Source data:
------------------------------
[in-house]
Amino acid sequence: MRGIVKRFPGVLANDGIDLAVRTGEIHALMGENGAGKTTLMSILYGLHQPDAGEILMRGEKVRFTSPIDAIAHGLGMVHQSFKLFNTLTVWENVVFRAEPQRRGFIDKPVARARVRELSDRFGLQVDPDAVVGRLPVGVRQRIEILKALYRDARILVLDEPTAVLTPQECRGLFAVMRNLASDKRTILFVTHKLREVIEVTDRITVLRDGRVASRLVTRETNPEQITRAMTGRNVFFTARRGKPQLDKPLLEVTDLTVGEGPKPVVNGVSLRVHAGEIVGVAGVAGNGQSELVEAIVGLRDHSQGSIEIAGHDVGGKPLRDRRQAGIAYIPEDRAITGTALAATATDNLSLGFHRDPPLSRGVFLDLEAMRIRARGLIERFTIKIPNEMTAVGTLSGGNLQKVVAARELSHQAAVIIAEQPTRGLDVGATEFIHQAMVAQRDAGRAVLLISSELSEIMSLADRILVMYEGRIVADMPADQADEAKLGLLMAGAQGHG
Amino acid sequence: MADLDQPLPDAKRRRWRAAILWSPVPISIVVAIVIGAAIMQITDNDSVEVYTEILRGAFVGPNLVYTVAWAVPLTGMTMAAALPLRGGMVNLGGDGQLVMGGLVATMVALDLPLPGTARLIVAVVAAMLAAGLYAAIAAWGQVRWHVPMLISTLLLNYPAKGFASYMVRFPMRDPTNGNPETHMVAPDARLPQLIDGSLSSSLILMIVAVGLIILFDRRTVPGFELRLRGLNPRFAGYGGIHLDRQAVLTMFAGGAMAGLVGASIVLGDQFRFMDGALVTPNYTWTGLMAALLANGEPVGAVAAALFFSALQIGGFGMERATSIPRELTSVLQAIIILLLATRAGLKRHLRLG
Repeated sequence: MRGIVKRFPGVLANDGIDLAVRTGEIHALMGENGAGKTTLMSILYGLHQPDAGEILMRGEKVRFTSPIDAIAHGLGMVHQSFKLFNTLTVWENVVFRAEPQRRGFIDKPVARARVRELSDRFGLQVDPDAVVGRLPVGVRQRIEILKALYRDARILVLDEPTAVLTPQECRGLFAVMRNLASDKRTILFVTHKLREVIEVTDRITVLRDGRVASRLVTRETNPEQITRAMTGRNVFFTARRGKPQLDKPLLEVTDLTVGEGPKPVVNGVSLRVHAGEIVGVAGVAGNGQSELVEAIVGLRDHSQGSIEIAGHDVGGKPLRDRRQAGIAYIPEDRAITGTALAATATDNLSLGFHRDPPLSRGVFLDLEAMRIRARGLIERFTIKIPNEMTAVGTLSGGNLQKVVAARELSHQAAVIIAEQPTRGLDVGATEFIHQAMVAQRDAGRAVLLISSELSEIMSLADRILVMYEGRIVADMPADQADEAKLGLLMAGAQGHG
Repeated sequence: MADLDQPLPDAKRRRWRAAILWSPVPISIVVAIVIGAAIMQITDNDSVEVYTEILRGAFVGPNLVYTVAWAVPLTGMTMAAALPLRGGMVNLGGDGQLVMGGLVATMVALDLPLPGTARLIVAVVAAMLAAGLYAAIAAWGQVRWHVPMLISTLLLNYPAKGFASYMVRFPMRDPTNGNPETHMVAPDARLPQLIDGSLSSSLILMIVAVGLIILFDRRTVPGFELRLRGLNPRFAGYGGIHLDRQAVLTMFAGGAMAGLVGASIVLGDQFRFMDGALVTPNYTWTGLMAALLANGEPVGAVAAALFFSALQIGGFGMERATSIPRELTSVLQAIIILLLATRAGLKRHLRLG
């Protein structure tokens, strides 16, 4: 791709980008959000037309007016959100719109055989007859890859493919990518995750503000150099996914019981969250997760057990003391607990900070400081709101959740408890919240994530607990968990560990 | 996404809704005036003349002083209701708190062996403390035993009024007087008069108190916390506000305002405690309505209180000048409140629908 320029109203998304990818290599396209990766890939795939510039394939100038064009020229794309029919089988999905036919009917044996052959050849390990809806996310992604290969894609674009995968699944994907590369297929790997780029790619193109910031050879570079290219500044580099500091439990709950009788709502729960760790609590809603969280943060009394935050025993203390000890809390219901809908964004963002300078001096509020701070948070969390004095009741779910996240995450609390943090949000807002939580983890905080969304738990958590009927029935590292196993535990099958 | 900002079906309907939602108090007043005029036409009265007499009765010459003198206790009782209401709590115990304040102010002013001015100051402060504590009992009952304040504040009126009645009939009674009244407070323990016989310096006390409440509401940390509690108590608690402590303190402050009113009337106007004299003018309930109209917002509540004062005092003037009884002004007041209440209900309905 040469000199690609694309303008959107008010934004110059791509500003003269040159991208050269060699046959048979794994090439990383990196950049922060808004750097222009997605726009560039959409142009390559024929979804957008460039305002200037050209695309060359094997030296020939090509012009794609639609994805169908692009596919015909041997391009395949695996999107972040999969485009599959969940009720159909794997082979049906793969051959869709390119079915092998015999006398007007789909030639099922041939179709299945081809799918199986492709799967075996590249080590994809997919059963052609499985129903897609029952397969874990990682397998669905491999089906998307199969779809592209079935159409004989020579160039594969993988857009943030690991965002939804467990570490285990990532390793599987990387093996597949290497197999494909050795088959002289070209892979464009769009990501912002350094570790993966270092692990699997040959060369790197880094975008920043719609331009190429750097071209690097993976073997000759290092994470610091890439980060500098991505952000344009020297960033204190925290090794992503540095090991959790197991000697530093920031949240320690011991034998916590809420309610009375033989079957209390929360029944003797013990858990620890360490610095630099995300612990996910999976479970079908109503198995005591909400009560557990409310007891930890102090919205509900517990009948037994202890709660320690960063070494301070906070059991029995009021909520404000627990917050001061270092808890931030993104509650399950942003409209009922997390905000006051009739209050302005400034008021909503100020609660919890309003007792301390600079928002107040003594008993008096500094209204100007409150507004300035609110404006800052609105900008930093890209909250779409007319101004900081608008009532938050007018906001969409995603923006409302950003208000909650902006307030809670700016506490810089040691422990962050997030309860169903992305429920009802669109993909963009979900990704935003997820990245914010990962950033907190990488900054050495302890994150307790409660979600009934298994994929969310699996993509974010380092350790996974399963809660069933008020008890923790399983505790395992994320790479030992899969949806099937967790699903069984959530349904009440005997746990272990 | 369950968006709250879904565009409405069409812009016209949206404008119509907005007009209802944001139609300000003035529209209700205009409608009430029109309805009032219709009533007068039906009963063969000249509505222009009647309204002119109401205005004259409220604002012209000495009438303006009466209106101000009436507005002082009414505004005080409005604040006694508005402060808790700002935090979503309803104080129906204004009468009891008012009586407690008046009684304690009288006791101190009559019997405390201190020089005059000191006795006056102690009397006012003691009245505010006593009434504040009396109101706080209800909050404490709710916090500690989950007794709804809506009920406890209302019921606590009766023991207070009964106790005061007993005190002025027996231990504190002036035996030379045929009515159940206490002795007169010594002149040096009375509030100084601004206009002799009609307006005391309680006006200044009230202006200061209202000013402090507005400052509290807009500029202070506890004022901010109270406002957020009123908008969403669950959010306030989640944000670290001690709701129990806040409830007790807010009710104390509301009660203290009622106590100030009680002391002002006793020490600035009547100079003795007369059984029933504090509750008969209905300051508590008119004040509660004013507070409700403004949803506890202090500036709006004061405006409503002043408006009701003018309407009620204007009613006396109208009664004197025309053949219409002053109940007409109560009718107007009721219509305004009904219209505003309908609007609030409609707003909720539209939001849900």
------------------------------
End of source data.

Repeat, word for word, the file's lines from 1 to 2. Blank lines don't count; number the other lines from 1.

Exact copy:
[in-house]
Amino acid sequence: MRGIVKRFPGVLANDGIDLAVRTGEIHALMGENGAGKTTLMSILYGLHQPDAGEILMRGEKVRFTSPIDAIAHGLGMVHQSFKLFNTLTVWENVVFRAEPQRRGFIDKPVARARVRELSDRFGLQVDPDAVVGRLPVGVRQRIEILKALYRDARILVLDEPTAVLTPQECRGLFAVMRNLASDKRTILFVTHKLREVIEVTDRITVLRDGRVASRLVTRETNPEQITRAMTGRNVFFTARRGKPQLDKPLLEVTDLTVGEGPKPVVNGVSLRVHAGEIVGVAGVAGNGQSELVEAIVGLRDHSQGSIEIAGHDVGGKPLRDRRQAGIAYIPEDRAITGTALAATATDNLSLGFHRDPPLSRGVFLDLEAMRIRARGLIERFTIKIPNEMTAVGTLSGGNLQKVVAARELSHQAAVIIAEQPTRGLDVGATEFIHQAMVAQRDAGRAVLLISSELSEIMSLADRILVMYEGRIVADMPADQADEAKLGLLMAGAQGHG